In this book we read about Garvey creating the Universal Negro Improvement Association (UNIA) in 1914. UNIA was to work to unite and improve Jamaican Black people's socio-economic conditions while promoting the anti-colonial struggles of Africa.
The author states about Garvey, "Like Booker T. Washington, he believed that until the Black workers became committed to self improvement, they would be looked down upon by whites."(p. 57)
The author implies that Black people can work within the oppressor nation's systems, and claims this will resolve racism from the oppressor. This system of thinking misses identifying the root of one's oppression. To blame the oppressed is to be an apologist for the oppressor nation and this thinking will never lead to the liberation that Garvey was lookiing for.
I also found it surprising that Garvey seemed to rely on religion as a savior. For instance, the author quotes Garvey as speaking on what helped to better himself, "Nobody helped me toward that objective except my own mind and God's good will."(p. 59) Garvey was also known to organize religious meetings as the author reminds us. The book suffers in that the author offers many quotes from Garvey and others but gives no footnotes as to where these quotes are coming from; this makes many of the quotes seem suspect.
In 1916 Garvey arrived in Amerika and found in Harlem a more receptive audience to UNIA than in Jamaica where UNIA only gained under 100 members and financially was unable to launch any independent institutions.
Garvey soon helped form a New York chapter of UNIA along with a newspaper Negro World, which served as UNIA's platform. The UNIA's motto was "One God, One Aim, One Destiny," thus it was steeped in a metaphysical approach about what would free Black people.
In 1919 Garvey founded a shipping company called "Black Star Line." This was created with the intent to obtain Black "economic independence." Garvey said, with regard to the Black Star line, "Our economic condition seems, to a great extent, to affect our general status... be not deceived wealth is strength, wealth is power, wealth is justice, is liberty, is real human rights."(p. 112) Spoken like a true capitalist.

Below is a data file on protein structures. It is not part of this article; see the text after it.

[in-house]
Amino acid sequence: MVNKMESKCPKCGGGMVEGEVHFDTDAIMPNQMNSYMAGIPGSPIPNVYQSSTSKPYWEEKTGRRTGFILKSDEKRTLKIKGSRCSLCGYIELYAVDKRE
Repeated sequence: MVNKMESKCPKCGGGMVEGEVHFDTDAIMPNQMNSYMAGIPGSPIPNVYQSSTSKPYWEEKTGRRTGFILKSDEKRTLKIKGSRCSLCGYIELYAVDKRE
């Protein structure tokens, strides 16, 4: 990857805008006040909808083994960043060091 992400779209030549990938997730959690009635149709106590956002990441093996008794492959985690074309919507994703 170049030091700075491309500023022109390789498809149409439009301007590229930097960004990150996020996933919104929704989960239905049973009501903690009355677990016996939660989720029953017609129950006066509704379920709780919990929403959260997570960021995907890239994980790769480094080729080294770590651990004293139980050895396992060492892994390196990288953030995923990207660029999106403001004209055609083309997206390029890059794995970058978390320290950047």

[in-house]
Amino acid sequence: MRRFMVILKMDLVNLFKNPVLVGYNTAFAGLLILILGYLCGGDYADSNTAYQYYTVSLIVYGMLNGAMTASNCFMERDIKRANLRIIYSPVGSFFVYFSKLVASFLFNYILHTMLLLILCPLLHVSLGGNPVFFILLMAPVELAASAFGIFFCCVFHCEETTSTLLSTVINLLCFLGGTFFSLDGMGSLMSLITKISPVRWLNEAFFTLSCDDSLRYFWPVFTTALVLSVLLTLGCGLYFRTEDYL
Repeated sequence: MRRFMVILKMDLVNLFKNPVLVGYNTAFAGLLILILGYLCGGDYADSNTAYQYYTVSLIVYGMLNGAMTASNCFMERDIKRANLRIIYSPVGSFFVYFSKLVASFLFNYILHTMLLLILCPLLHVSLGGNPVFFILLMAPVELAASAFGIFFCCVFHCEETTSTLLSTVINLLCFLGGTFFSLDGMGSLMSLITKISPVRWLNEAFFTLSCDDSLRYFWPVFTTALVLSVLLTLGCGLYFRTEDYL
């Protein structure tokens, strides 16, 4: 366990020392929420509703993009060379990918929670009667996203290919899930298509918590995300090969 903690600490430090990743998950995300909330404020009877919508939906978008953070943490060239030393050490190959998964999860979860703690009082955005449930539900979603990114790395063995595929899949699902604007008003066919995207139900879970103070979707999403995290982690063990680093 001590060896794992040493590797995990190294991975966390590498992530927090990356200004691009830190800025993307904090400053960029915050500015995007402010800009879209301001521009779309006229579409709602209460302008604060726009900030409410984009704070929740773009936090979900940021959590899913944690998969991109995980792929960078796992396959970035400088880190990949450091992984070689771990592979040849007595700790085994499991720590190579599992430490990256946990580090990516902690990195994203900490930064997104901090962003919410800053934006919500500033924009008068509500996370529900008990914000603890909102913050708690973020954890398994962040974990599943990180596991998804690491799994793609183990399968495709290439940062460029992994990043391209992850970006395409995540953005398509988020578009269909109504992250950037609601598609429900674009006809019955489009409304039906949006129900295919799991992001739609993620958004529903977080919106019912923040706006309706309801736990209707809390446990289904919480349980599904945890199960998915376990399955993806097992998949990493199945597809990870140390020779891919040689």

It becomes apparent in this book that Garvey believed Black capitalism would liberate Black people from the hardships he had witnessed worldwide. He believed creating and then monopolizing on "Black industries," UNIA could supply Black people with furniture and other goods in South and Central America, as well as the West Indies and beyond. Garvey encouraged all Black people to invest in UNIA as a step toward liberating themselves from racism.
In 1922 Garvey was arrested for mail fraud in soliciting investors for the Black Star Line which had begun to lose business as ships were lost and investors became suspicious. Garvey was convicted and sent to prison for a couple of years. Upon release he was deported back to Jamaica where he attempted to rebuild UNIA. After poor results he moved back to England to start up a UNIA chapter and it was during this time that a rift was created between the New York chapter and Garvey himself, which helped to tarnish UNIA more. Garvey died in England on June 10, 1940 at age 53. Although he died in poverty his death would bring him a renewed notoriety in Jamaica and worldwide.
Throughout the book neither socialism nor communism was mentioned once! I found this odd as this was a time when Russia had just been liberated under Lenin's leadership, but then Garvey was not a socialist. Without socialism a people will continue to be oppressed even if governed by one's own people. The masses of people will simply be people oppressed by their own bourgeoisie. This is bourgeois nationalism, or as Huey Newton coined it, pork chop nationalism. Revolutionary nationalism which install socialism once a nation is liberated, thus ensuring the bourgeois and other capitalist roaders do not get the chance to derail the revolution.
Garvey did leave a lasting impression on the Black nation in Amerika. Malcolm X's father was a Garveyite so Malcolm obviously grew up in Garvey thought. On the end it can be said Garvey helped to develop more progressive thought than his own. This book is worth reading as a basic intro to Marcus Garvey's political work, but it is important to note it does not include Garvey's own writings. Those researching the historical development of New Afrikans will find some value in this book.